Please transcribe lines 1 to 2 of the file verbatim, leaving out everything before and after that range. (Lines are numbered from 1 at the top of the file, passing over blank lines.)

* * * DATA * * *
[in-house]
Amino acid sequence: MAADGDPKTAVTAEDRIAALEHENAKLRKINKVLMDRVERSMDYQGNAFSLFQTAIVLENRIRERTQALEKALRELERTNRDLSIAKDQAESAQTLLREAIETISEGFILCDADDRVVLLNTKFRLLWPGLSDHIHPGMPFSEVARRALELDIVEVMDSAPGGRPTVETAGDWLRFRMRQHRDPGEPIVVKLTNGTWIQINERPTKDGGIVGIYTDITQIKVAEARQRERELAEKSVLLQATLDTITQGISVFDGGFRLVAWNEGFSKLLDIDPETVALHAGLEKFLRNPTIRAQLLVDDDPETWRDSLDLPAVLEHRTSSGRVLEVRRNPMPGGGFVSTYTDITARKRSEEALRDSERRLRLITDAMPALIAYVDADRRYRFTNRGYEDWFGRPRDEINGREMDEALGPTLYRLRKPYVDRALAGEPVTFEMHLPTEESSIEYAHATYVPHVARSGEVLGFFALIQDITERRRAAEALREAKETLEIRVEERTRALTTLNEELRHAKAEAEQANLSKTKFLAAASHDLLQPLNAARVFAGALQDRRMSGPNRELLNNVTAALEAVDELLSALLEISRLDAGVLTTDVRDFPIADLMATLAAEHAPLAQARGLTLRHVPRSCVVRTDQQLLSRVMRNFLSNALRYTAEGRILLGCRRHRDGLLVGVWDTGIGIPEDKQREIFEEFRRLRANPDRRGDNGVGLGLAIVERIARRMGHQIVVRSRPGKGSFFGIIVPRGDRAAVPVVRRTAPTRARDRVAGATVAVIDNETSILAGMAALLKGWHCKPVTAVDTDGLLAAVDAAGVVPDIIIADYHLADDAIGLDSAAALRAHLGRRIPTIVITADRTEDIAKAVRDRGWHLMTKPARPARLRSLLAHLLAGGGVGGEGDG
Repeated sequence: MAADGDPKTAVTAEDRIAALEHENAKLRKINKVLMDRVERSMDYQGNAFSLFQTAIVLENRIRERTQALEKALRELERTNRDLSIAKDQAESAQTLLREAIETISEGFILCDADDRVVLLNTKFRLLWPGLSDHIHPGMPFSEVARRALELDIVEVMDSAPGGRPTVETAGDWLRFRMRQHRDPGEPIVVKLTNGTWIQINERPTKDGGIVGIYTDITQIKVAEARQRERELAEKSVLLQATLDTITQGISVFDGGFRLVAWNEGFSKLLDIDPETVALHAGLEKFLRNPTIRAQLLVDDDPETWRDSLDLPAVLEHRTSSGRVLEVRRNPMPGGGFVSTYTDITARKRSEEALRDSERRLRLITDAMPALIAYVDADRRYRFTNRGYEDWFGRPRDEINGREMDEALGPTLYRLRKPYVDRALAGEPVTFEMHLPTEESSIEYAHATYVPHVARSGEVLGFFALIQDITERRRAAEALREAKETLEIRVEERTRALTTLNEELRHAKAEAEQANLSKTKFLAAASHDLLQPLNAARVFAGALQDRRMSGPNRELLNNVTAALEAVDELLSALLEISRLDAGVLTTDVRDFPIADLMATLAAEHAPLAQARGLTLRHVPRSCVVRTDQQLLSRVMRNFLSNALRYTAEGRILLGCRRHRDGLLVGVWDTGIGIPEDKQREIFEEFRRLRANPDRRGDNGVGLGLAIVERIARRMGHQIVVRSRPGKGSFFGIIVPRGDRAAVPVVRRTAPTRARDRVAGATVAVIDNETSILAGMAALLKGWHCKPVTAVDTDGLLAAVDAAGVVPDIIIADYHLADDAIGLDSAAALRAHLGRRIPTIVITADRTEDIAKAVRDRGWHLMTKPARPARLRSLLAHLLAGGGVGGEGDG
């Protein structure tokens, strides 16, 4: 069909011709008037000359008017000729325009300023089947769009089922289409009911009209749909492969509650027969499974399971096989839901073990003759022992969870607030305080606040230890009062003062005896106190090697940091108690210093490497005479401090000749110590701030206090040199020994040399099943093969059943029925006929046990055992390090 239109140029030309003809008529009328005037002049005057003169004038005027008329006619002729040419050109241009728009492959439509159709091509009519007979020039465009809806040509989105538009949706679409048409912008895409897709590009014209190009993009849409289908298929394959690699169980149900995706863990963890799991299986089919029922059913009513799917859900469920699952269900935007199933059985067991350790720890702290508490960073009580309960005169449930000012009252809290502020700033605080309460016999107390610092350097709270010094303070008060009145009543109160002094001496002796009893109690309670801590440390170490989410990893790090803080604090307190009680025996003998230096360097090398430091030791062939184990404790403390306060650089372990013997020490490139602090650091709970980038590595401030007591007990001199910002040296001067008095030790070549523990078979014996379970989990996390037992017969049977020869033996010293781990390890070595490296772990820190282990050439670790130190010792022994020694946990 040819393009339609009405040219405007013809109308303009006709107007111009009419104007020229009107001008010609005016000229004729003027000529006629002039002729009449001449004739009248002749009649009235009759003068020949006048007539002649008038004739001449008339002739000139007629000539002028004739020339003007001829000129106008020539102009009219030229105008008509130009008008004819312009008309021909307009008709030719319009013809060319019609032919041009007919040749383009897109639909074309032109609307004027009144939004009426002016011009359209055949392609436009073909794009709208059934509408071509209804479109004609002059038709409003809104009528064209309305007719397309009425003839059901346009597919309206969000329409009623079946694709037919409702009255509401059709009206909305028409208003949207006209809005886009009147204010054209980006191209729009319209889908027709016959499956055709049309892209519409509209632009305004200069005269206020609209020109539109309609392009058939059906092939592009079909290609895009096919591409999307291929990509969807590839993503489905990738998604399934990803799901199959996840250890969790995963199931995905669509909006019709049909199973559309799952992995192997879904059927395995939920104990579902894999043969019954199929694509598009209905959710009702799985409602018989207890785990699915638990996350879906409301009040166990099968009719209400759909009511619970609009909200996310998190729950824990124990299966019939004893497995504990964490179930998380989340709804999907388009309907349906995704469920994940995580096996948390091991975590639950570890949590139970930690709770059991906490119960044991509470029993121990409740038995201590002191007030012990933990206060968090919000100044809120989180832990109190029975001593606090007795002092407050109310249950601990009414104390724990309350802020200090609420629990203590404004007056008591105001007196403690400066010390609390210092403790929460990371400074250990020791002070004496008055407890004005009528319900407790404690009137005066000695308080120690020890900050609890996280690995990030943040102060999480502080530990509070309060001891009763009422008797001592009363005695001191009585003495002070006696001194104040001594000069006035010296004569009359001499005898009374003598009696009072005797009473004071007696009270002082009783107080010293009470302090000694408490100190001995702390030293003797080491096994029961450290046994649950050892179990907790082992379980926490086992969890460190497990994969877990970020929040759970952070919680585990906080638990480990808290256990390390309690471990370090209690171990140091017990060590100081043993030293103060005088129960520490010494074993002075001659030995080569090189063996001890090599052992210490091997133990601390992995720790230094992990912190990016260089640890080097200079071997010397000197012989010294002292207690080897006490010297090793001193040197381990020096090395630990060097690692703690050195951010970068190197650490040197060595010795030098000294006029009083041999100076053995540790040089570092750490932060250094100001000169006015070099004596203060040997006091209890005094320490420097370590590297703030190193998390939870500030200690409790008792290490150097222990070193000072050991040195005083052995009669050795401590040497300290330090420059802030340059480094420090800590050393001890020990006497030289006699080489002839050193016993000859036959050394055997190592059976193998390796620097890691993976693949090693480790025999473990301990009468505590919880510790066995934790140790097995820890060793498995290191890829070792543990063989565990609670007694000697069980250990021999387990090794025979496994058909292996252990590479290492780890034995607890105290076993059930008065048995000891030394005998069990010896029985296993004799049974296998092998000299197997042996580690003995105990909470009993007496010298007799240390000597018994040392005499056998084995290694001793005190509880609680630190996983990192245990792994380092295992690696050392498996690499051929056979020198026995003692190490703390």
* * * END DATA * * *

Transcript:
[in-house]
Amino acid sequence: MAADGDPKTAVTAEDRIAALEHENAKLRKINKVLMDRVERSMDYQGNAFSLFQTAIVLENRIRERTQALEKALRELERTNRDLSIAKDQAESAQTLLREAIETISEGFILCDADDRVVLLNTKFRLLWPGLSDHIHPGMPFSEVARRALELDIVEVMDSAPGGRPTVETAGDWLRFRMRQHRDPGEPIVVKLTNGTWIQINERPTKDGGIVGIYTDITQIKVAEARQRERELAEKSVLLQATLDTITQGISVFDGGFRLVAWNEGFSKLLDIDPETVALHAGLEKFLRNPTIRAQLLVDDDPETWRDSLDLPAVLEHRTSSGRVLEVRRNPMPGGGFVSTYTDITARKRSEEALRDSERRLRLITDAMPALIAYVDADRRYRFTNRGYEDWFGRPRDEINGREMDEALGPTLYRLRKPYVDRALAGEPVTFEMHLPTEESSIEYAHATYVPHVARSGEVLGFFALIQDITERRRAAEALREAKETLEIRVEERTRALTTLNEELRHAKAEAEQANLSKTKFLAAASHDLLQPLNAARVFAGALQDRRMSGPNRELLNNVTAALEAVDELLSALLEISRLDAGVLTTDVRDFPIADLMATLAAEHAPLAQARGLTLRHVPRSCVVRTDQQLLSRVMRNFLSNALRYTAEGRILLGCRRHRDGLLVGVWDTGIGIPEDKQREIFEEFRRLRANPDRRGDNGVGLGLAIVERIARRMGHQIVVRSRPGKGSFFGIIVPRGDRAAVPVVRRTAPTRARDRVAGATVAVIDNETSILAGMAALLKGWHCKPVTAVDTDGLLAAVDAAGVVPDIIIADYHLADDAIGLDSAAALRAHLGRRIPTIVITADRTEDIAKAVRDRGWHLMTKPARPARLRSLLAHLLAGGGVGGEGDG